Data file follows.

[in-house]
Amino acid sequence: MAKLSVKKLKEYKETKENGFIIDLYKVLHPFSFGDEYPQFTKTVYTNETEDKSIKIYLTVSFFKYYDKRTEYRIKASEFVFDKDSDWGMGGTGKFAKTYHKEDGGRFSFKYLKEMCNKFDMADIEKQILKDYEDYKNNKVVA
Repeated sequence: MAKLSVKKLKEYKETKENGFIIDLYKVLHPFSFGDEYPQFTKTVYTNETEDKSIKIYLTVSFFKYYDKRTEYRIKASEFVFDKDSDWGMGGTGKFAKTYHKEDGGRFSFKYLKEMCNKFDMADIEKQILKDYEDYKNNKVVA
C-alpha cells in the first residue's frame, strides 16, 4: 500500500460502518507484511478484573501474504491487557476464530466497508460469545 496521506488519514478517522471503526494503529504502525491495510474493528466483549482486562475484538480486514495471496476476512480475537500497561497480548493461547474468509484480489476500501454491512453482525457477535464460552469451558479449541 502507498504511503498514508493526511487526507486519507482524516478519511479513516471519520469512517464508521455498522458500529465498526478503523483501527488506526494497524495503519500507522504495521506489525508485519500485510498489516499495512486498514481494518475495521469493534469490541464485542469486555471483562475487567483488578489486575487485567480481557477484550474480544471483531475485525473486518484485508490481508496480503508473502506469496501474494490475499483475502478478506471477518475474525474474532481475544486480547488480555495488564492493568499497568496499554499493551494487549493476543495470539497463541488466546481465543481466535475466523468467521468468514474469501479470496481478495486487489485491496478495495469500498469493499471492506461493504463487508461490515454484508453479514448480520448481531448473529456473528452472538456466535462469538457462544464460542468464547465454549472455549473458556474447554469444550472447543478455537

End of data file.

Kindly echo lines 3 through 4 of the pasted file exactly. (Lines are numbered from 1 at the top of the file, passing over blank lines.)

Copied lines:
Repeated sequence: MAKLSVKKLKEYKETKENGFIIDLYKVLHPFSFGDEYPQFTKTVYTNETEDKSIKIYLTVSFFKYYDKRTEYRIKASEFVFDKDSDWGMGGTGKFAKTYHKEDGGRFSFKYLKEMCNKFDMADIEKQILKDYEDYKNNKVVA
C-alpha cells in the first residue's frame, strides 16, 4: 500500500460502518507484511478484573501474504491487557476464530466497508460469545 496521506488519514478517522471503526494503529504502525491495510474493528466483549482486562475484538480486514495471496476476512480475537500497561497480548493461547474468509484480489476500501454491512453482525457477535464460552469451558479449541 502507498504511503498514508493526511487526507486519507482524516478519511479513516471519520469512517464508521455498522458500529465498526478503523483501527488506526494497524495503519500507522504495521506489525508485519500485510498489516499495512486498514481494518475495521469493534469490541464485542469486555471483562475487567483488578489486575487485567480481557477484550474480544471483531475485525473486518484485508490481508496480503508473502506469496501474494490475499483475502478478506471477518475474525474474532481475544486480547488480555495488564492493568499497568496499554499493551494487549493476543495470539497463541488466546481465543481466535475466523468467521468468514474469501479470496481478495486487489485491496478495495469500498469493499471492506461493504463487508461490515454484508453479514448480520448481531448473529456473528452472538456466535462469538457462544464460542468464547465454549472455549473458556474447554469444550472447543478455537